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How to Oil a Sewing Machine and Clean it Properly for Smooth Running

Working with a sewing machine that doesn’t operate well can be an extremely frustrating experience. If you want to get an uninterrupted and smooth performance from even the best sewing machine, it is critical that you clean and oil it every once in a while. No matter how high-quality your sewing machine is, it won’t last long without regular maintenance.

 

Proper maintenance of a sewing machine helps it perform better and enhances its shelf life. Not only that, but it prevents the machine from breaking down. All parts of the machine should be kept well-lubricated to improve its performance.

 

Consider a machine that is more than 10 years old and has never been oiled or service. Chances are that the old lubricants in the machine have dried up and gotten hard. There are machines whose lubricants become so hard and discolored that even the wheel cannot be manually turned. It happens more often than one might think. In such machines, the old lubricants must be removed. If they have hardened too much, then chemicals must be used to clean them. If hardened lubricants aren’t removed, then they will cause further issues as particles of grease may lodge into the working parts of the machine. They can lead to expensive and extensive repairs.

 

SINGER | | Quantum Stylist 9960 Computerized Portable Sewing Machine with 600-Stitches Electronic Auto Pilot Mode, Extension Table and Bonus Accessories, Perfect for Customizing Projects Many novice sewers don’t understand how they can oil their sewing machine to keep the parts well-lubricated. They struggle to get the oil into the right places of the machine and often ask experts about how to oil a sewing machine. If you are having a hard time oiling your machine, read on as we will show you how to oil a sewing machine. But, before that, we’ll share some essential information about sewing machine oil.

 

Sewing Machine Oil

For lubrication of sewing machines, people use sewing machine oil. When used correctly, this oil enhances not only the performance of a sewing machine but also its shelf life. Sewing machine oil works on both home use sewing machines and industrial sewing machines. This oil was originally created from natural lubricants like petroleum products. However, now there are several sewing machines oils available in the market, which are made from artificial ingredients.

 

Ingredients Used in Sewing Machine Oil

Petroleum Products

The ingredients that are used to make sewing machine oil come from petroleum products called petrochemical. These lubricants are composed of ingredients and minerals found in the crude oil. They are widely used as industrial lubricants and also in the home. However, excessive exposure to the sewing machine oil made from petroleum products is inadvisable. If you are using sewing machine oil, you should make sure that it doesn’t come in contact with your eyes and skin.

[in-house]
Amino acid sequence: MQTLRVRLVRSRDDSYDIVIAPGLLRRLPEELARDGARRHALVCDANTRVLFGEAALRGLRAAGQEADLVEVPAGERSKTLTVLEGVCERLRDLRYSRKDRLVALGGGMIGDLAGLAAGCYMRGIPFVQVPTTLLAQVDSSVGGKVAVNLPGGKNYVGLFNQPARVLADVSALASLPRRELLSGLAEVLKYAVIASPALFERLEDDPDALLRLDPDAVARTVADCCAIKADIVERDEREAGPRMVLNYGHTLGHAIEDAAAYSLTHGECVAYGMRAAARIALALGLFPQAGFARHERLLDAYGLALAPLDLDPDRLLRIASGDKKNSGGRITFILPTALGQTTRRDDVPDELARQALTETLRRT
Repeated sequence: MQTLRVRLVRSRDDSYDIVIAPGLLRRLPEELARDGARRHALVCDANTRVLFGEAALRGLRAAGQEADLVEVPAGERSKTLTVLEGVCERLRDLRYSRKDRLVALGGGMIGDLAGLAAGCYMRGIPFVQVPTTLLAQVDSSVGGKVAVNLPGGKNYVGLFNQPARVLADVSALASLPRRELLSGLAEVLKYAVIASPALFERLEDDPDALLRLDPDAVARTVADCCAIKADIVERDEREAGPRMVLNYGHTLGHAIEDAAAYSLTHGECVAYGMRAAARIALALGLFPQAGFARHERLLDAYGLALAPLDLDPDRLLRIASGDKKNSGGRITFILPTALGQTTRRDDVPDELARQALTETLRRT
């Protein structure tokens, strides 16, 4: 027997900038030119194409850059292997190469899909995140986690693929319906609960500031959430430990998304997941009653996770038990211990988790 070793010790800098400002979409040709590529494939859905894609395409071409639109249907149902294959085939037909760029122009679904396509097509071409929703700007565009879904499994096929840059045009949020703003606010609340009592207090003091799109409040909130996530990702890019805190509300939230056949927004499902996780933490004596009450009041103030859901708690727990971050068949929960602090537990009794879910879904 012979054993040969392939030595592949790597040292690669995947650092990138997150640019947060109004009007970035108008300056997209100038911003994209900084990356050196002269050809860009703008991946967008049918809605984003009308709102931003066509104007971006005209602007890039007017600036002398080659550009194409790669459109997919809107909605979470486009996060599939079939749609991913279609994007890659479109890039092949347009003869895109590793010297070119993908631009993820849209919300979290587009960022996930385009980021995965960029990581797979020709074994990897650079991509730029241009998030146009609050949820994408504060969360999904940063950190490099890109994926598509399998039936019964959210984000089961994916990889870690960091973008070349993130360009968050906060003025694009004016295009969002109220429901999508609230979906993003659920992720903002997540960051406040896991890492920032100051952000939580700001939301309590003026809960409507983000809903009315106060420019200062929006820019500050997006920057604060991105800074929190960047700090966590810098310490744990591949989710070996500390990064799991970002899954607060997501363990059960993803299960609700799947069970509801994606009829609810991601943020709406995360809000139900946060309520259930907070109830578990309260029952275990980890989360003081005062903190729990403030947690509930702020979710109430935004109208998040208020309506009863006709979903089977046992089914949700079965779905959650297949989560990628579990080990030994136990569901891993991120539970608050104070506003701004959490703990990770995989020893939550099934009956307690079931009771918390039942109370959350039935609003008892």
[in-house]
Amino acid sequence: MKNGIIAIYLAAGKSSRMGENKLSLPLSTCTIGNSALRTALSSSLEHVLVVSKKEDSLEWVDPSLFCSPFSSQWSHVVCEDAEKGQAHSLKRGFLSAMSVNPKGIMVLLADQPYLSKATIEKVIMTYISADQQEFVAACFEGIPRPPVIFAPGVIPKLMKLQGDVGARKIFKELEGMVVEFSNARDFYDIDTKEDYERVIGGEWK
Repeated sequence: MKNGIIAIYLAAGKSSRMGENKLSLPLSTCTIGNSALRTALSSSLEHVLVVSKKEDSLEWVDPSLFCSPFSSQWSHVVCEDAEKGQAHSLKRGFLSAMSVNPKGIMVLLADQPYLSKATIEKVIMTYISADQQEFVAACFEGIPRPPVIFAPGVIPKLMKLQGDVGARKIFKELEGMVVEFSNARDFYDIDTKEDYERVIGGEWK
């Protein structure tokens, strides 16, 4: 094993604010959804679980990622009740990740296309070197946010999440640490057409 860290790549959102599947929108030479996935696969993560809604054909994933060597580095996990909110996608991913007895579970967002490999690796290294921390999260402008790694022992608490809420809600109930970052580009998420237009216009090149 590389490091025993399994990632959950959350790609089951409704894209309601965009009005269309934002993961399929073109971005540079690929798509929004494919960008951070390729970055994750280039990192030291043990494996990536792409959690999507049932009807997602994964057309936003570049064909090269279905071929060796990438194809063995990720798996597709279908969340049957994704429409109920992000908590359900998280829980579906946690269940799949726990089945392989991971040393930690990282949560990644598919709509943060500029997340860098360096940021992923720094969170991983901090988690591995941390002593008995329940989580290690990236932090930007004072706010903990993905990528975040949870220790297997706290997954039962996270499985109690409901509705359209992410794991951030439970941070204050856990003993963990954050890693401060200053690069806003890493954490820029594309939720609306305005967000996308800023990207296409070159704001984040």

Other Materials

Different domestic and natural lubricants are often used as oils for sewing machine. Products like silicone, coconut and olive oils that are commonly found in the home may be used as sewing machine oil or blended with other ingredients to create a good alternative to the sewing machine oil made from petroleum products. These sewing machines oils are relatively inexpensive, which allows you to regularly use them for oiling your machine. If you aren’t sure about these oils, it’s best to lubricate only a few parts of your sewing machine first and see how well they respond to the oil. If they don’t cause any unwanted effect, you may use them for oiling your sewing machine. However, we recommend you to use the sewing machine oil made from petroleum products or the manufacturer’s recommended oil (if any) as it gives better results.

 

Industrial Sewing Machine Oil

The ingredients that are used for making industrial sewing machine oil are similar to the lubricants we use for home sewing machines. But, many of them are composed of heavy minerals and harsh ingredients that can have a harmful effect on the environment and humans. Many industrial sewing machine oils contain paraffin, Teflon and other harmful chemicals which is why they should not be used in home sewing machines.

 

 

How to Oil a Sewing Machine

There are certain things you must consider before you begin the oiling process. Before starting, research the ingredients you plan to use as oil for sewing machines and determine all the steps you need to take to get your sewing machine ready for lubrication. You will have to clean your sewing machine and get the equipment and tools you Sewing Machine Oil in Zoom Spout Oiler – Stainless"Lily White" Machine Oil by Universal Sewing Supply (1 Pack) would need to oil the machine. One of the most important things to note is that you should always consult your sewing machine’s manual for cleaning and oiling as many models come with unique warnings and instructions. If you aren’t careful, you may accidentally damage your sewing machine. If you have lost your user manual, check online for it on your sewing machine’s manufacturer website.

 

Now let us discuss step by step process of oiling a sewing machine:

 

Step 1: Get the Right Tools

The first step is to gather the tools you would need for cleaning and oiling the machine. For cleaning the sewing machine, use soft fabrics, stiff brushes like toothbrushes and dust cleaners. You must be able to reach small spaces inside of the machine without damaging them, which is why these items are a good pick. For lubrication, we recommend using the manufacturer’s recommended sewing machine oil or one that is made from petroleum products.

 

Step 2: Clean the Sewing Machine

The second step is to clean the sewing machine. If you don’t clean the machine before oiling, there won’t be any point of lubricating the machine as all the dust will get into the parts of the machine and damage.